Realistically, negotiations on the details of a specific pipeline plan that will succeed cannot be limited to Russia and the two Koreas alone. There must also be meaningful economic reform in North Korea that includes both a rational energy development strategy, and improvements in economic contract management practices that are internationally acceptable.
As guarantors of South and North Korean security respectively, the U.S. and China have to be part of the negotiation process in order for any agreement to be politically viable and attractive to the private sector. It is inconceivable that either would accept an end-run around their interests in regional security arrangements by Russia and the two Koreas, even if these parties could come closer to a pipeline deal that works for them financially. While the Six Party process may be dead, a successor multilateral process for building consensus and support for a regional undertaking of such significance for regional stability and cooperation is required to achieve the political objective of shifting security mechanisms from reliance on military capabilities and deterrence to interdependencies of multiple kinds that create incentives for peaceful cooperation.
Bernhard Seliger of the Hanns Seidel Foundation, who has been actively working with North Korea on hydroelectric energy projects, argues that a gas pipeline project is still too risky a proposition. What North Korea needs is a learning curve experience in how to meet international standards of transparency and accountability. It also needs prior involvement in such a legal regime for its own self-interest without resorting to political games, requiring large investments, or impending on economic rationality with old-style greed for obtaining maximum foreign exchange.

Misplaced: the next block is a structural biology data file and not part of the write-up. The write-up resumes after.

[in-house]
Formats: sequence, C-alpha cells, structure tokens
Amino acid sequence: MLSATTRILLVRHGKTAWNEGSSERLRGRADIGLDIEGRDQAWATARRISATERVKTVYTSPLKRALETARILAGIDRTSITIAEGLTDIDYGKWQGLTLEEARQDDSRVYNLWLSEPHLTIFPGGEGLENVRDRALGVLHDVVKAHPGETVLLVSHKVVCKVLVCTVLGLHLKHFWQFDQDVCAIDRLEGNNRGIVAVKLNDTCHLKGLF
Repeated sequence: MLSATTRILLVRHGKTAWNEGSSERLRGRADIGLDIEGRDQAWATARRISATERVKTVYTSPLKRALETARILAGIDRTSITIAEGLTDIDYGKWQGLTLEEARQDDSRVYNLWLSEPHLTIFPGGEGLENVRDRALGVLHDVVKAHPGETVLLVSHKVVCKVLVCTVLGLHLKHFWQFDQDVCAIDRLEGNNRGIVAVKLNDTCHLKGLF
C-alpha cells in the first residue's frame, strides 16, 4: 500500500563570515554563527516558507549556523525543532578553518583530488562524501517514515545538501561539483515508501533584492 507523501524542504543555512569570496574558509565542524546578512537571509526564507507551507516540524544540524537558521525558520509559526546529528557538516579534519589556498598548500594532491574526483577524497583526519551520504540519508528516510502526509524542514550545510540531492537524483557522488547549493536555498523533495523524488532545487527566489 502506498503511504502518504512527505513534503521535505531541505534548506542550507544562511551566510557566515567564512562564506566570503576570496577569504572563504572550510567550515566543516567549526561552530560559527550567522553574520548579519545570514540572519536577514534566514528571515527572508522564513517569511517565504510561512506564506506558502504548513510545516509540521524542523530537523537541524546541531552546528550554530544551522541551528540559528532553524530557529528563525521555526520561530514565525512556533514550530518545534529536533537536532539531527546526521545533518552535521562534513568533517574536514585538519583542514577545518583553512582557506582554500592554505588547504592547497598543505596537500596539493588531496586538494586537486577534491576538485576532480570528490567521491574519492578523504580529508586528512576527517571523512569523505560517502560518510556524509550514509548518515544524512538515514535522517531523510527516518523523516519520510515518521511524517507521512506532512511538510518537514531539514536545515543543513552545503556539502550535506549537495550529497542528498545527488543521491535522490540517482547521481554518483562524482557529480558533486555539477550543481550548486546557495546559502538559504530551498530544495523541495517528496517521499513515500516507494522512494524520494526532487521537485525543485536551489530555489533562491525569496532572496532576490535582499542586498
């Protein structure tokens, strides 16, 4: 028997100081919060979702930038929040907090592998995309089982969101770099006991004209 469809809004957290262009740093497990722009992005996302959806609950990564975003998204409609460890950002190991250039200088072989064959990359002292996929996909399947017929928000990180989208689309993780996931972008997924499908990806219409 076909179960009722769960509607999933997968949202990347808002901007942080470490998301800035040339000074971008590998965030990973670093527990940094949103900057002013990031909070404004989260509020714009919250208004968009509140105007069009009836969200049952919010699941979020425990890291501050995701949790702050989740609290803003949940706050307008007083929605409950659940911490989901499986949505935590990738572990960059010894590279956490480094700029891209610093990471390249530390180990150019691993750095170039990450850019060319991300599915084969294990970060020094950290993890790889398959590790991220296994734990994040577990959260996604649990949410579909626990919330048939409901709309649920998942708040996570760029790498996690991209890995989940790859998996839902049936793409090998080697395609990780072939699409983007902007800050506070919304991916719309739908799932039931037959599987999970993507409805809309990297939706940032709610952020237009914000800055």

It may well be that precursor steps towards the pipeline project would enhance its ultimate potential for success. One example is educational engagement to help the North Koreans understand the practical aspects of entering into binding long-term international agreements that involve commercial as well as governmental interests, and reasons for the need of others to have trust in reliable behavior in such ventures given the immense costs of unpredictability in long-term agreements. Another possibility is to integrate planning for the pipeline project in a wider process of dialogue between North Korea and foreign partners on Pyongyang’s future economic development strategy.
In particular, such a future-oriented strategy would have to focus on a logical investment plan for the development of North Korea’s energy sector to support that strategy, and for the potential role for gas that might be drawn from the pipeline.
It will also be important to set a pipeline agreement in the context of developments in the global market for gas that will protect both South Korean and Russian longer-term financial interests if such an agreement will be viable for them. This requires not just the participation of governments whose security and economic interests are at stake, but also the corporate participants whose commercial interests are crucial factors for any successful deal. North Korea may not be ready for this type of dialogue and negotiation, but it is primarily the responsibility of North Korea to see its way to engaging with others in a business-like way to proceed in a meaningful way.
2013 may well provide an opportunity to test whether the two Koreas can realign their relationship in ways that will make the prospect of a gas pipeline deal more realistic to consider. But they cannot expect this will be possible without a very open and transparent process of engaging the interests of all concerned parties whose support will be needed for any deal to succeed.
Brad Babson is the Chair of the DPRK Economic Forum, U.S.-Korea Institute, Johns Hopkins School of Advanced International Studies.